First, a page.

Labor and materials challenges proceed to plague building business

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The Columbus skyline seems alive with cranes, but construction issues remain down on the ground.

While construction demand remains strong in central Ohio and beyond, material and labor shortages are making it difficult for contractors to meet demand.

An annual survey published Thursday by Associated General Contractors of America and Autodesk found that 88% of companies are experiencing project delays. Among these companies, 75% cite material shortages as a reason, while 61% face a labor shortage.

“Market conditions are nowhere near as robust as they were before the pandemic broke out,” said Ken Simonson, the association’s chief economist.

“At the same time, the pandemic and the political responses to it are limiting the workforce, leading to a labor shortage.”

In a call on Thursday about the AGC poll, Simonson said an industry personnel study found more jobs in construction today than ever before.

The situation is no better in Ohio. The AGC survey found that 92% of Ohio companies are looking for hourly workers. Of these, 91% report that it is difficult to fill the positions.

In addition, 77% of Ohio companies said projects were delayed due to material shortages, while 62% cite labor shortages as the reason for the delays. Many companies cited both.

Despite the serious work and material challenges facing the industry, overall construction projects have not slowed down during the pandemic. Total housing starts in the first seven months of this year are up 15% compared to the same period in 2020, according to Dodge Data and Analytics, which is tracking the industry.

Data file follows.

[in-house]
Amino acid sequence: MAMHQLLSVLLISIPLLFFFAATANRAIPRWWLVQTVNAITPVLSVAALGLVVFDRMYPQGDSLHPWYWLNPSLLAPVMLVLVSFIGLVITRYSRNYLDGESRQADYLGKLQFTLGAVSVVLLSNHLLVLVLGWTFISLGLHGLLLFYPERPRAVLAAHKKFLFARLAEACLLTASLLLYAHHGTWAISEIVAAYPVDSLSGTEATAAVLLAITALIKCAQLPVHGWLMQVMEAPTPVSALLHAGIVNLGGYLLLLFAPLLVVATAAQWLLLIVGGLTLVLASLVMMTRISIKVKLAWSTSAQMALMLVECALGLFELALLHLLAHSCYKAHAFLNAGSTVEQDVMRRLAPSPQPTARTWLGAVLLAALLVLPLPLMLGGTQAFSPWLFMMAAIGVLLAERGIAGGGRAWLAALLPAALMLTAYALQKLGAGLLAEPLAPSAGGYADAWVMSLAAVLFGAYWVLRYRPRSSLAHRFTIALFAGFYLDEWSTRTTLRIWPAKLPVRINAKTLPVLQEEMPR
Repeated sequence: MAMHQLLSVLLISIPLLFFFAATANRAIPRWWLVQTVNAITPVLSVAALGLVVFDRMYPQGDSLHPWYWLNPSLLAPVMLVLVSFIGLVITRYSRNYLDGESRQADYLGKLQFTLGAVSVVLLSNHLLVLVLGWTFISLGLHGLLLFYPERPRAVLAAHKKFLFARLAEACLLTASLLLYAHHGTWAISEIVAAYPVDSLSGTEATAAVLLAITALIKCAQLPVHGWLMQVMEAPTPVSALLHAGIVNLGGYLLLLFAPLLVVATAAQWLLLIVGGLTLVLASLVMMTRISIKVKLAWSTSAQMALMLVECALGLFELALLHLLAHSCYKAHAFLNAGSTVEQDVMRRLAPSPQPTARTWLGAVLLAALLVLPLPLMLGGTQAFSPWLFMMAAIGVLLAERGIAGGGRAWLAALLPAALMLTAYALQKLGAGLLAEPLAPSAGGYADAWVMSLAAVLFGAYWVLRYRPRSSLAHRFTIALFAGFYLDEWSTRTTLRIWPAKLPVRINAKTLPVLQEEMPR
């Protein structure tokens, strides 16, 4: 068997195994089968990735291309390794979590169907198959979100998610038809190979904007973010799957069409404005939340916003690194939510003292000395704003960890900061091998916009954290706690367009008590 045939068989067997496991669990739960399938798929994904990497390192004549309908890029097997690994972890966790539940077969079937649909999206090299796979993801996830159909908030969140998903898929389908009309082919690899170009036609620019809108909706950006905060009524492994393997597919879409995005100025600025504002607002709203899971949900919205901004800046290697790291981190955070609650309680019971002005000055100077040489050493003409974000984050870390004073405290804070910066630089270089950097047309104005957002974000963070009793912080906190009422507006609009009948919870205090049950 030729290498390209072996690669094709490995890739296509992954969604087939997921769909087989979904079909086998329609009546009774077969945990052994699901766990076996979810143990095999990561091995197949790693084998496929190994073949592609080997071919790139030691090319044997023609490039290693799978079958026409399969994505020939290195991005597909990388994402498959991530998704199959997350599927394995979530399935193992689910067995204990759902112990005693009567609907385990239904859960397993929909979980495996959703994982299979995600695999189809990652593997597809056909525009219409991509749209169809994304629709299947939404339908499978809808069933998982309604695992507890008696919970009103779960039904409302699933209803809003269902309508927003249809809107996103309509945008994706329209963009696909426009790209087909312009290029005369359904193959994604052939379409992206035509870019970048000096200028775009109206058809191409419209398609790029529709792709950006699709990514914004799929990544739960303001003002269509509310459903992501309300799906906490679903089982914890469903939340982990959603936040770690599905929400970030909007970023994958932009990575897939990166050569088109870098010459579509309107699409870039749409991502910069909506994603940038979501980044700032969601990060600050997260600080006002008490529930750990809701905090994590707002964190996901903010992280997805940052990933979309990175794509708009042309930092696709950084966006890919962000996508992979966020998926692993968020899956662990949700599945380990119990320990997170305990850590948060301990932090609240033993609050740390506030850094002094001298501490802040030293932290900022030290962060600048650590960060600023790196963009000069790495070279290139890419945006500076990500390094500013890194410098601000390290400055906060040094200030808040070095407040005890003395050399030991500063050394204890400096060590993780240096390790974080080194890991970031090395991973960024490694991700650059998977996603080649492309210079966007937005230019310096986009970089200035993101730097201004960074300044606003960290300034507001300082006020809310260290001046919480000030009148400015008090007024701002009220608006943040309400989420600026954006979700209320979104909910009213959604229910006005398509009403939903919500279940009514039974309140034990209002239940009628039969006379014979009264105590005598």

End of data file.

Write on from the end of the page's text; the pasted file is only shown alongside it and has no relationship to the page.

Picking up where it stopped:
Residential construction is leading with a plus of 30%, but commercial and infrastructure construction are also increasing.

“Sometimes excess work is our biggest problem,” said Brett Strassel, Vice President of Operations at Hedrick Brothers Construction in West Palm Beach, Fla., Speaking at the AGC appeal.

“At the beginning of 2021 we were severely affected by a shortage of materials and personnel. The work did not slow down, but the materials did. ”

In Ohio, construction projects started $ 12.9 billion in the first seven months of this year, up from $ 11.9 billion a year ago, according to Dodge.

But the growth is nowhere near uniform across the country. Dodge said $ 3.9 billion of those projects, about a third of the total, were in the Columbus area, where home starts rose 34% in the first seven months of last year.

“When you go around the state, you have bags that are extremely laborious, like central Ohio, and other areas just don’t have the amount of work that we have,” said Richard Hobbs, executive vice president of AGC of Ohio.

“Nobody can keep up with the growth in central Ohio – it dwarfs what we’re seeing in the rest of the state.”